JC: We will be sharing with people in the sessions and online, a series of slides, but the definition that's used by the Ministry of Education and the board really is talking about bullying as an aggressive and repeated action that is meant to hurt, that's experienced as hurt by the other. It is also a power imbalance. Someone is exerting their power over someone else, whether it's power because of race, because of sex, because of a whole range. It is, at its heart as Brenda has said, a relationship. It's a relational issue and for us, really, what we're learning from the experts is this bullying issue needs to be viewed through the lens of how do we look at what's happening in terms of relationships, not only the one on one but systemically what is being affected because of the relationships.

How will you establish systems to address the various root causes of bullying, including racism or sexism, in an environment where teachers and principals can be uncomfortable with or unable to recognize those root causes?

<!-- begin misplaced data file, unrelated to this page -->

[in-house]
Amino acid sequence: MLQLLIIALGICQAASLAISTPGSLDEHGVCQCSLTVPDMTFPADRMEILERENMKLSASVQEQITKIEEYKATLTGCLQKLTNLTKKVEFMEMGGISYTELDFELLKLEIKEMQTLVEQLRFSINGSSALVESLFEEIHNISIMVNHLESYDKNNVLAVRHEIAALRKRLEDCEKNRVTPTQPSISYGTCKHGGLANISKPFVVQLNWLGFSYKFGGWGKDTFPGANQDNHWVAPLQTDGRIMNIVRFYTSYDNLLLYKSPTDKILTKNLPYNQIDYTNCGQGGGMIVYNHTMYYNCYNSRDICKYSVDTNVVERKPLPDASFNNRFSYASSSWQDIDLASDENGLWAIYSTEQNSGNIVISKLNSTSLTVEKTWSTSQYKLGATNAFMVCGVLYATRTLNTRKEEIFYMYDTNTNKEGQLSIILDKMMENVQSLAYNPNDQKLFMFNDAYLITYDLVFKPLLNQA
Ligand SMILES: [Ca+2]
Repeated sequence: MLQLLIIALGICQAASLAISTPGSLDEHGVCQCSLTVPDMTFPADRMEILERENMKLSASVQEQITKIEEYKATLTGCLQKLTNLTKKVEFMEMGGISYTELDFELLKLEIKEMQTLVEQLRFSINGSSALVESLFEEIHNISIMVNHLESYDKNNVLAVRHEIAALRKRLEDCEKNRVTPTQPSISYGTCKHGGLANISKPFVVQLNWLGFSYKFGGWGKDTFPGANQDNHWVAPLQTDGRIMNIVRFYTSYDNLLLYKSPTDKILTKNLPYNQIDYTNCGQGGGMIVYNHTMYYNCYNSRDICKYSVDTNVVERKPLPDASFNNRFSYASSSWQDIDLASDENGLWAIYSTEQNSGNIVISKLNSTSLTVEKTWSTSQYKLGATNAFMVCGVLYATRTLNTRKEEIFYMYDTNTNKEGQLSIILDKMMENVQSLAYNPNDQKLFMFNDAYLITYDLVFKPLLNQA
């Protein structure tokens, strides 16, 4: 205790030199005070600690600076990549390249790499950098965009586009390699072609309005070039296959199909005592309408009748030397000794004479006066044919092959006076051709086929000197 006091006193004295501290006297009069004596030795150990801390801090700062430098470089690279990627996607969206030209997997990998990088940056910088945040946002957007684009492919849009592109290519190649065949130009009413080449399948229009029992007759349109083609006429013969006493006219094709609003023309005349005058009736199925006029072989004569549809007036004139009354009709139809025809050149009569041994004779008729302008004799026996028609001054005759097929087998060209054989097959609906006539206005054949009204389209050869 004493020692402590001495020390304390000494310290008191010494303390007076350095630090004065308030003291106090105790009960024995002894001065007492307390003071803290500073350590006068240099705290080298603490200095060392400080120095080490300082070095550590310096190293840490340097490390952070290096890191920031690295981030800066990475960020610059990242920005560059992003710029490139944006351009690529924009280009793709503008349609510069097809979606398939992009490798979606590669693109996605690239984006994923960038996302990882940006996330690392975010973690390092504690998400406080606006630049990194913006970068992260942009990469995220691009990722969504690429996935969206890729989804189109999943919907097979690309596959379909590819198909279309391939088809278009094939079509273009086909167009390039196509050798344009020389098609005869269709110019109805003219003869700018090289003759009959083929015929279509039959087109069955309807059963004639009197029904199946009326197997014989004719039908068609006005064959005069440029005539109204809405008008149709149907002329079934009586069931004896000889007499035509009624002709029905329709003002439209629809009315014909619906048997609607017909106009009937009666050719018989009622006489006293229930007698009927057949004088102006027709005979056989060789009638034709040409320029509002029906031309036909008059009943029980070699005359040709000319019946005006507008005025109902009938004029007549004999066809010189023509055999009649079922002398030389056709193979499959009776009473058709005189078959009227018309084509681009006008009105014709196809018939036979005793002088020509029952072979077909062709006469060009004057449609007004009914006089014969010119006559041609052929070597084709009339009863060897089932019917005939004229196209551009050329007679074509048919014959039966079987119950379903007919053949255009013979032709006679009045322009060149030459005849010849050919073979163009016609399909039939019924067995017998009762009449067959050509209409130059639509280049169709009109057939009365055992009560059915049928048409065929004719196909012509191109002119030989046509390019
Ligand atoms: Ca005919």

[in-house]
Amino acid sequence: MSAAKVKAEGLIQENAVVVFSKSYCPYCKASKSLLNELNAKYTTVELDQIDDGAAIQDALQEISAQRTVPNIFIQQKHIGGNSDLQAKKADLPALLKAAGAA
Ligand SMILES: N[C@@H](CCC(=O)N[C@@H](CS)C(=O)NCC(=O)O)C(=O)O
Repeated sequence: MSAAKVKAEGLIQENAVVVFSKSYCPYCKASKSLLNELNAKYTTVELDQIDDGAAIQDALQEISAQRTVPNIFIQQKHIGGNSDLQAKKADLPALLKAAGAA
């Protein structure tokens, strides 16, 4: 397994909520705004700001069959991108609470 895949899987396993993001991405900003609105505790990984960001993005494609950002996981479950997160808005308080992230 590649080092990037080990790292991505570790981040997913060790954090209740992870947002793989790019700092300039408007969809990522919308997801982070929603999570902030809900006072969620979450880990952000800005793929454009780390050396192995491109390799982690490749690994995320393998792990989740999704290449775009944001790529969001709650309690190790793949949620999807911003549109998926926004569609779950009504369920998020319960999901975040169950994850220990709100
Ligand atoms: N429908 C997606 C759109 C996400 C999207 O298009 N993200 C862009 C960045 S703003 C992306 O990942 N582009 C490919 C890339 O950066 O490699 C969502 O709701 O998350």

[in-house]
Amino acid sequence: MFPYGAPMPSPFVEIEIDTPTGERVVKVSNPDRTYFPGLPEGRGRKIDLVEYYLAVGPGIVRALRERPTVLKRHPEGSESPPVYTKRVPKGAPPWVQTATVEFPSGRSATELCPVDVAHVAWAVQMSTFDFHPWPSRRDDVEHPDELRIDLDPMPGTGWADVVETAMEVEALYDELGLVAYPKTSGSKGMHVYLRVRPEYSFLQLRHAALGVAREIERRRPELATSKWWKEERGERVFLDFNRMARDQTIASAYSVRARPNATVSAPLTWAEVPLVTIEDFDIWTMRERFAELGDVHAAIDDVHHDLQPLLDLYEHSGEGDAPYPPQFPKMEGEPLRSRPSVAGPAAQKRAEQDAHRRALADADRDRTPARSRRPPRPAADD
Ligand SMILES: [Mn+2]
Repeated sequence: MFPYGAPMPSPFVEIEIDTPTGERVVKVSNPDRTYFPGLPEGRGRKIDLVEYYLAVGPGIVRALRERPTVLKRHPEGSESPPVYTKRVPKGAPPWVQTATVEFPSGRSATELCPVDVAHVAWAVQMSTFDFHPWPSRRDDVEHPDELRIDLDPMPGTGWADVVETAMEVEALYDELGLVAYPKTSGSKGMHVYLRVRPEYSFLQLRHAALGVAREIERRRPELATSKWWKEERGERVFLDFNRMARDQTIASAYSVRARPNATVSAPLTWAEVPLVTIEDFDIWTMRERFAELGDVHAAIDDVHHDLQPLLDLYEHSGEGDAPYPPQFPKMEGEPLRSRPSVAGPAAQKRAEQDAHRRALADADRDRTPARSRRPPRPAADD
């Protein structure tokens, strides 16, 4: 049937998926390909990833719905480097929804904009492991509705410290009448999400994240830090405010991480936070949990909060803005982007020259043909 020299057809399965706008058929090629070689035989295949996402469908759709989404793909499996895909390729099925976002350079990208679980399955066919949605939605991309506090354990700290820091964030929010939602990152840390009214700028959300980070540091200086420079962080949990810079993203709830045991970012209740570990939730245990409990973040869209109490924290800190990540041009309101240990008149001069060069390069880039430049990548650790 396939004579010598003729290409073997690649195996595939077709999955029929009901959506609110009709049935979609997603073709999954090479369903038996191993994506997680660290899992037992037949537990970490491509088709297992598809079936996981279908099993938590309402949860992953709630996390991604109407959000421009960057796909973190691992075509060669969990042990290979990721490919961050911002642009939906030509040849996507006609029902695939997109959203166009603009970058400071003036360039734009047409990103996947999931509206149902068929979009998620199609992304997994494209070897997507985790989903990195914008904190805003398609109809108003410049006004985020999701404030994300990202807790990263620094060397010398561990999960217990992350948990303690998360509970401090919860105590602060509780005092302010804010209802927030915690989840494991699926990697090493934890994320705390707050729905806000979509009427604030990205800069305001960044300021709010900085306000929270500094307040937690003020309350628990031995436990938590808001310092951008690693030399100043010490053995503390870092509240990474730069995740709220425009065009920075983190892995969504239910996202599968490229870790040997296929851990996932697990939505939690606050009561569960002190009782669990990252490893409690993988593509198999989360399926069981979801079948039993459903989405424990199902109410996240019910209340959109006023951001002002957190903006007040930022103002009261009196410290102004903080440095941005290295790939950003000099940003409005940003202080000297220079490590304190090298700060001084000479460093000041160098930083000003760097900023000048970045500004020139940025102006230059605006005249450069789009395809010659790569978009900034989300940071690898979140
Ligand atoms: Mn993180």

BF:  A huge part of the system is about education and professional development which, of course, would happen on a very regular basis. It wouldn't be once a year. Most of all it is daily and I believe the system relies on leadership and values and culture. Those three are very important as we look at changing the environment for our students in regards to bullying — values, culture and leadership. And I think everyone has an accountability for bullying. [SIMLAR]

JC: It means that we need to be listening very carefully. We need to be reviewing very carefully. The heart of the matter is are the schools creating safe, inclusive environments for learning? That's the business of schooling. As we are thinking about leadership, as we're thinking about the culture, we're really going to be asking some tough questions. You know there's some good policy and procedure in place that looks good on paper. Tell me why we're still having this frustration with parents and children. So, we're not just going to skim nicely on the surface. Our intention is very much that we look deeply to see why so many people are frustrated when we have so many good people working very, very hard in the system. Where's that tension? How do we understand it and how can we make meaningful recommendations to see change happen?

BF: That deep dive is about moving forward in a healthy way and not about blame. I think, as Jean said, we really have to listen to understand what the supports are and the barriers that need to be removed.